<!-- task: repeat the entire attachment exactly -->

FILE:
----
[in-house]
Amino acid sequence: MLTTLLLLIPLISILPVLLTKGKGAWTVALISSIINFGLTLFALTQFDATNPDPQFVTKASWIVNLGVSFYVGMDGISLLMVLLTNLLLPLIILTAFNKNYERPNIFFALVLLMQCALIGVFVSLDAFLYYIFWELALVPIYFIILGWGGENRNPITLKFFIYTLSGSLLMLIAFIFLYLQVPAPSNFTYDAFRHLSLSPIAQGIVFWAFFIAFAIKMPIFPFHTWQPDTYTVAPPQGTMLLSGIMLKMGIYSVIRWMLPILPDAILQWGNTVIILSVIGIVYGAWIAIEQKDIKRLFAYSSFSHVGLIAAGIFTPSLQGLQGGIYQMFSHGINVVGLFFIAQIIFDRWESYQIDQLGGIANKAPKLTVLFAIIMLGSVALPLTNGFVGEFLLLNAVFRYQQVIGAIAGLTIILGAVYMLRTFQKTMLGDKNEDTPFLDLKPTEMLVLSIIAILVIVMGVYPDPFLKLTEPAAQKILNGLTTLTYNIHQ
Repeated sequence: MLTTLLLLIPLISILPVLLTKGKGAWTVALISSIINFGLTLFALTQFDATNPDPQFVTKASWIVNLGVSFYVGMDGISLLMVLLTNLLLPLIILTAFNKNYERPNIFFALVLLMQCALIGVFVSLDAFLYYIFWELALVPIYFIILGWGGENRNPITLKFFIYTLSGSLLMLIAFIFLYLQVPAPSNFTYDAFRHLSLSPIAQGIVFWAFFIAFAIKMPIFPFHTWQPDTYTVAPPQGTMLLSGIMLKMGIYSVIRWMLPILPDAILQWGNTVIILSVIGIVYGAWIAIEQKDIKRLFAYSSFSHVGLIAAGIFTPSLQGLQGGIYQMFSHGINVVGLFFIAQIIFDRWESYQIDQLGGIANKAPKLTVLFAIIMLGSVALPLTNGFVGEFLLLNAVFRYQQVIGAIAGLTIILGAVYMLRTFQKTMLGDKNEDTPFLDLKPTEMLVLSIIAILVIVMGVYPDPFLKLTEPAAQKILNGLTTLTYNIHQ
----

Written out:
[in-house]
Amino acid sequence: MLTTLLLLIPLISILPVLLTKGKGAWTVALISSIINFGLTLFALTQFDATNPDPQFVTKASWIVNLGVSFYVGMDGISLLMVLLTNLLLPLIILTAFNKNYERPNIFFALVLLMQCALIGVFVSLDAFLYYIFWELALVPIYFIILGWGGENRNPITLKFFIYTLSGSLLMLIAFIFLYLQVPAPSNFTYDAFRHLSLSPIAQGIVFWAFFIAFAIKMPIFPFHTWQPDTYTVAPPQGTMLLSGIMLKMGIYSVIRWMLPILPDAILQWGNTVIILSVIGIVYGAWIAIEQKDIKRLFAYSSFSHVGLIAAGIFTPSLQGLQGGIYQMFSHGINVVGLFFIAQIIFDRWESYQIDQLGGIANKAPKLTVLFAIIMLGSVALPLTNGFVGEFLLLNAVFRYQQVIGAIAGLTIILGAVYMLRTFQKTMLGDKNEDTPFLDLKPTEMLVLSIIAILVIVMGVYPDPFLKLTEPAAQKILNGLTTLTYNIHQ
Repeated sequence: MLTTLLLLIPLISILPVLLTKGKGAWTVALISSIINFGLTLFALTQFDATNPDPQFVTKASWIVNLGVSFYVGMDGISLLMVLLTNLLLPLIILTAFNKNYERPNIFFALVLLMQCALIGVFVSLDAFLYYIFWELALVPIYFIILGWGGENRNPITLKFFIYTLSGSLLMLIAFIFLYLQVPAPSNFTYDAFRHLSLSPIAQGIVFWAFFIAFAIKMPIFPFHTWQPDTYTVAPPQGTMLLSGIMLKMGIYSVIRWMLPILPDAILQWGNTVIILSVIGIVYGAWIAIEQKDIKRLFAYSSFSHVGLIAAGIFTPSLQGLQGGIYQMFSHGINVVGLFFIAQIIFDRWESYQIDQLGGIANKAPKLTVLFAIIMLGSVALPLTNGFVGEFLLLNAVFRYQQVIGAIAGLTIILGAVYMLRTFQKTMLGDKNEDTPFLDLKPTEMLVLSIIAILVIVMGVYPDPFLKLTEPAAQKILNGLTTLTYNIHQ